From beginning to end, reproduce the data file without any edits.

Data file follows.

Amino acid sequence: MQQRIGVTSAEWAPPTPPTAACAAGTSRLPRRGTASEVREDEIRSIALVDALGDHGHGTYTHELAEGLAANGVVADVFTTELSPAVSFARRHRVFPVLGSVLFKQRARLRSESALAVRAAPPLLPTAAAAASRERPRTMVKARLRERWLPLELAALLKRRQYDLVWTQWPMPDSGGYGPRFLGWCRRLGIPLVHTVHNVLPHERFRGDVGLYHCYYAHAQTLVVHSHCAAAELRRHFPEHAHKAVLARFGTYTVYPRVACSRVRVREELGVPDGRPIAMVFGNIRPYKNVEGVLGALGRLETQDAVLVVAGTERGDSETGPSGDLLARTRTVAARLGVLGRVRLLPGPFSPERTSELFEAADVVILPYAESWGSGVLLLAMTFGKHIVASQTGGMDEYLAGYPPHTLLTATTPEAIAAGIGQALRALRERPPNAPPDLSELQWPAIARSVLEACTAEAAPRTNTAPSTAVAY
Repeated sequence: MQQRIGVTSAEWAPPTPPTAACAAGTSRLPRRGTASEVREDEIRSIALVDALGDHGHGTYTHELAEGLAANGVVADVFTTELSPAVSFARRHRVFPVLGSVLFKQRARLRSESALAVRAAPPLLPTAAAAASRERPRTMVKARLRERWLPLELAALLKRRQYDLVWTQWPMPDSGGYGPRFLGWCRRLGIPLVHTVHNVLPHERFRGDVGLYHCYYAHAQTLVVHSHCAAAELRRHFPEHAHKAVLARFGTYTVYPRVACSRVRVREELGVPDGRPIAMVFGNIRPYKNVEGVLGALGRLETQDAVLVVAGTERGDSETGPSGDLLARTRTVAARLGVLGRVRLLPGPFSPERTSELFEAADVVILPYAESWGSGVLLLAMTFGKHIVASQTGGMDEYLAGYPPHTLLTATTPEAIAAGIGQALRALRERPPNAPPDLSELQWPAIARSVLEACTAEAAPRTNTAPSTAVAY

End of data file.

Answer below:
Amino acid sequence: MQQRIGVTSAEWAPPTPPTAACAAGTSRLPRRGTASEVREDEIRSIALVDALGDHGHGTYTHELAEGLAANGVVADVFTTELSPAVSFARRHRVFPVLGSVLFKQRARLRSESALAVRAAPPLLPTAAAAASRERPRTMVKARLRERWLPLELAALLKRRQYDLVWTQWPMPDSGGYGPRFLGWCRRLGIPLVHTVHNVLPHERFRGDVGLYHCYYAHAQTLVVHSHCAAAELRRHFPEHAHKAVLARFGTYTVYPRVACSRVRVREELGVPDGRPIAMVFGNIRPYKNVEGVLGALGRLETQDAVLVVAGTERGDSETGPSGDLLARTRTVAARLGVLGRVRLLPGPFSPERTSELFEAADVVILPYAESWGSGVLLLAMTFGKHIVASQTGGMDEYLAGYPPHTLLTATTPEAIAAGIGQALRALRERPPNAPPDLSELQWPAIARSVLEACTAEAAPRTNTAPSTAVAY
Repeated sequence: MQQRIGVTSAEWAPPTPPTAACAAGTSRLPRRGTASEVREDEIRSIALVDALGDHGHGTYTHELAEGLAANGVVADVFTTELSPAVSFARRHRVFPVLGSVLFKQRARLRSESALAVRAAPPLLPTAAAAASRERPRTMVKARLRERWLPLELAALLKRRQYDLVWTQWPMPDSGGYGPRFLGWCRRLGIPLVHTVHNVLPHERFRGDVGLYHCYYAHAQTLVVHSHCAAAELRRHFPEHAHKAVLARFGTYTVYPRVACSRVRVREELGVPDGRPIAMVFGNIRPYKNVEGVLGALGRLETQDAVLVVAGTERGDSETGPSGDLLARTRTVAARLGVLGRVRLLPGPFSPERTSELFEAADVVILPYAESWGSGVLLLAMTFGKHIVASQTGGMDEYLAGYPPHTLLTATTPEAIAAGIGQALRALRERPPNAPPDLSELQWPAIARSVLEACTAEAAPRTNTAPSTAVAY